By Ruojing Liu
Gov. Bruce Rauner’s proposed budget for the 2017 fiscal year cuts $7.4 million from the Illinois state general HIV/AIDS fund compared to about $25.4 million last year. The approximate 30 percent cut raised some eyebrows among local organizations that serve the HIV/AIDS community.
On February 17, Gov. Rauner proposed a budget for fiscal year 2017 that included an $18 million appropriation for the “Expenses of AIDS/HIV Education, Services, Prescription Drugs, CTRPN and Patient and Worker Notification,” a lump sum that supports HIV housing, prevention, supportive services and health care programs for people living with HIV. This funding also supports the AIDS Drug Assistance Program (ADAP), which provides life-saving medication to people living with HIV.
“I wasn’t surprised by it, though I was disappointed and angry that we’d have to lobby again just to cover basic survival needs,” said Will Wilson, a 62-year-old living with AIDS, who, with nearly 250 advocates, staged a die-in at the chambers of the Illinois House as the Governor delivered the budget address to the General Assembly.
The proposed amount is a $2 million cut to that lump sum for fighting the epidemic in Illinois from the Governor’s 2016 budget, which has not been enacted after almost nine months into this fiscal year. It is a more dramatic deduction compared to the enacted 2015 budget.
The proposed state investment in the African-American HIV/AIDS Response Fund (AAARF) — $500,000 — was only one-third of its amount in fiscal year 2015.
Gov. Rauner already planned a cut in the same amount for the AAARF in his proposed 2016 budget, and he vetoed one passed by the General Assembly, which suggested a $1.25 million allocation for that fund.
“The AIDS Foundation of Chicago (AFC) strongly opposes these proposed cuts,” said Ramon Gardenhire, AFC’s vice president of policy and advocacy. “We will vigorously work with the General Assembly, people living with HIV, service providers and community members to restore funding for these and other vital programs.”
Gardenhire said AFC, a major organization that provides HIV/AIDS services to people living in the Chicago Metro area, was never consulted about the cut from the Governor’s office before it executed.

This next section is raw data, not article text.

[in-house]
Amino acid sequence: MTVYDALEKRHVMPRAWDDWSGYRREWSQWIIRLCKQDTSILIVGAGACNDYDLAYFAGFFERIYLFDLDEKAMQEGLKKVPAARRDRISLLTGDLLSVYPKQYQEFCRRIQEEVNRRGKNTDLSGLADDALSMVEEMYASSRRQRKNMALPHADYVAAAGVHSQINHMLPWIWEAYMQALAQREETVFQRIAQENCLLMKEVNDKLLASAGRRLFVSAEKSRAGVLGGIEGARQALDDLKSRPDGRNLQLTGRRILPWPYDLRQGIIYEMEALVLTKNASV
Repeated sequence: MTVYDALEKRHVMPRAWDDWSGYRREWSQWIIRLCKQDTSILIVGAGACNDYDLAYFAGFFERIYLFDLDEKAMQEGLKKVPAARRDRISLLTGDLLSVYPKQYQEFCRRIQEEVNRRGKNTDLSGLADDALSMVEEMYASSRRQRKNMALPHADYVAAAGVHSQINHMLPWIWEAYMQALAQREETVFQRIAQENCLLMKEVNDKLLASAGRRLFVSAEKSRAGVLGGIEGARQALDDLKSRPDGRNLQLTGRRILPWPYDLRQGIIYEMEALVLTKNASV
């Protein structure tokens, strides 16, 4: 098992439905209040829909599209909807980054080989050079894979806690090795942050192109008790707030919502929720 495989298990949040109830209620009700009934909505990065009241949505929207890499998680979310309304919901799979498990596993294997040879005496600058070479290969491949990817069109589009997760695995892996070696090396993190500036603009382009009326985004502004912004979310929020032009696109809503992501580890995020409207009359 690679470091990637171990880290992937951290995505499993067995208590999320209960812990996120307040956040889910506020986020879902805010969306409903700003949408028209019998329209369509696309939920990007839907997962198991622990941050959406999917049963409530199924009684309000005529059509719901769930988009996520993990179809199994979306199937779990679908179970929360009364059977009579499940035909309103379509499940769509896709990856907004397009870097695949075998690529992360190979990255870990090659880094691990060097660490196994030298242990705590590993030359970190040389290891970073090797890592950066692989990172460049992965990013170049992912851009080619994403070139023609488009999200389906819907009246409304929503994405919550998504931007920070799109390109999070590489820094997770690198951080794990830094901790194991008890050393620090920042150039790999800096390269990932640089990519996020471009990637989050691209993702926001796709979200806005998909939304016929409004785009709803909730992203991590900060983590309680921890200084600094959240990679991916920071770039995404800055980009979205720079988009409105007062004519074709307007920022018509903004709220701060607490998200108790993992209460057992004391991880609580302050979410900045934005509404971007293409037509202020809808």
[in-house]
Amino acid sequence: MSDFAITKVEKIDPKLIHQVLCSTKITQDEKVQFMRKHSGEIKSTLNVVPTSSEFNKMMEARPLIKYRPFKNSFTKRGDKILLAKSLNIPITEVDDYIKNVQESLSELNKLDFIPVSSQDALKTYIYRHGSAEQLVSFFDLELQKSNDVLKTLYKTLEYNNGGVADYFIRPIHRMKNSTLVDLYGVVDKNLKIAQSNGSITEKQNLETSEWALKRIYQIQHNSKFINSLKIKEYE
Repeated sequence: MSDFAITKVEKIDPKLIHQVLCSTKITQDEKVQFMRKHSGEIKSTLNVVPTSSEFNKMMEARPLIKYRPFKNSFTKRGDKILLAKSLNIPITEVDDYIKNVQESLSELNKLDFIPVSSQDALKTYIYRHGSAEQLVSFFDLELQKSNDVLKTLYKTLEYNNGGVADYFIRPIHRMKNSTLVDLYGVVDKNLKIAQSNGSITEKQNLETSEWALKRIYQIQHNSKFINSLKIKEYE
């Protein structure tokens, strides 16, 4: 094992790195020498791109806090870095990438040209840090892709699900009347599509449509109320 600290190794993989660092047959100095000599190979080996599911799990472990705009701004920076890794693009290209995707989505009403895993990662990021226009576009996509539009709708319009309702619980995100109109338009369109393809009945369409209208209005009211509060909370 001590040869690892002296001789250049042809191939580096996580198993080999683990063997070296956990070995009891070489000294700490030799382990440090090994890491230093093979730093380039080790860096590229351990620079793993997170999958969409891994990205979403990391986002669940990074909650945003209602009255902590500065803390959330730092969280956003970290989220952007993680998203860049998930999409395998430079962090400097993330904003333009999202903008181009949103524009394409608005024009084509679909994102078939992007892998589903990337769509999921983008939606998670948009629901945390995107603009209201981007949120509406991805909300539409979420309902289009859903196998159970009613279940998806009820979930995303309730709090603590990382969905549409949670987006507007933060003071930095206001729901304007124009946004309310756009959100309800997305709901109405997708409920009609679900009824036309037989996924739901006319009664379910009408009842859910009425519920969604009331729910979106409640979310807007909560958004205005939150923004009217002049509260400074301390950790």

“I think that we agree with the Governor that we are all about … utilizing tax dollars to be the most cost-effective,” Gardenhire said, “but I don’t know the state can make those decisions without consulting the providers and organizations actually … providing these services to actually determine what is best for the tax payers.”
The current problem with the African-American HIV/AIDS Response Fund is that it has been unfunded since fiscal year 2015. According to the Illinois Department of Public Health (IDPH), there was about $222,000 left in that pot after the 2014 fiscal year ended, and it has never been refilled to its enacted level of $1.5 million since then. Because of insufficient funding, that fund was never awarded in 2015, and the situation continues as the state runs without a 2016 budget because of the disagreement between the governor and the General Assembly.
According to the most recently updated HIV surveillance report produced by IDPH for December 2015, the state’s black population constitutes 50 percent of the entire new HIV diagnoses in Illinois since 2008, with a rate of about 46 cases in 100,000 people. And African Americans form about 47 percent of the total number of people living with HIV or AIDS. These numbers haven’t really changed much compared with those calculated in December 2014, meaning blacks are still disproportionally affected by the epidemic.
“We’re worried that individuals will no longer be able to have access to organizations they trust,” Gardenhire said. “They will fall through the cracks.”
In the state, about 43 percent living with HIV are virally suppressed. Gardenhire feared that there won’t be enough funding for organizations, and that the state will see more people not knowing their HIV status, and that more people who are living with HIV/AIDS will not receive adequate care. Their personal health outcomes could become worse, “which is worse for community health outcomes, because they’re more likely to pass the virus on to others,” Gardenhire said.
To explain the reasoning behind the cut for the HIV lump sum appropriation, IDPH’s public information officer, Melaney Arnold, said in an email that “around 75 percent of IDPH’s ADAP clients have migrated to expanded Medicaid or insurance through the Affordable Care Act, thus reducing the amount of money needed for ADAP.” In fiscal year 2015, ADAP received a large proportion of about $18 million of the total HIV appropriation.
In addition, Arnold said ADAP pharmaceutical rebates were also utilized to purchase additional drugs for ADAP, freeing up dollars for outreach, prevention, testing, and other services.
As the new proposed 2017 budget shows, about $13.5 million HIV money out of the entire $25.4 million were spent in fiscal year 2015. However, to Gardenhire, a lot of HIV providers are continuing services without money from the state.
“If they actually have the money, we could hopefully link more people to care, stop new infections, have more people know about PrEP, and that work can’t be done without resources,” Gardenhire said.
AFC is rallying support for more funding for the HIV lump sum in the 2017 budget that would culminate in their 2016 Springfield Advocacy Days on April 13. But too much opposition could result in no reconciliation, and there will still be no budget.
“I think how the general assembly gets there is their job; it’s our job to tell them what we need and to advocate for adequate funding for those services,” Gardenhire said. “The longer this budget impasse goes along, you have political leadership which are engaged in an ideological war, and in the middle of the crossfire, real people are being affected.”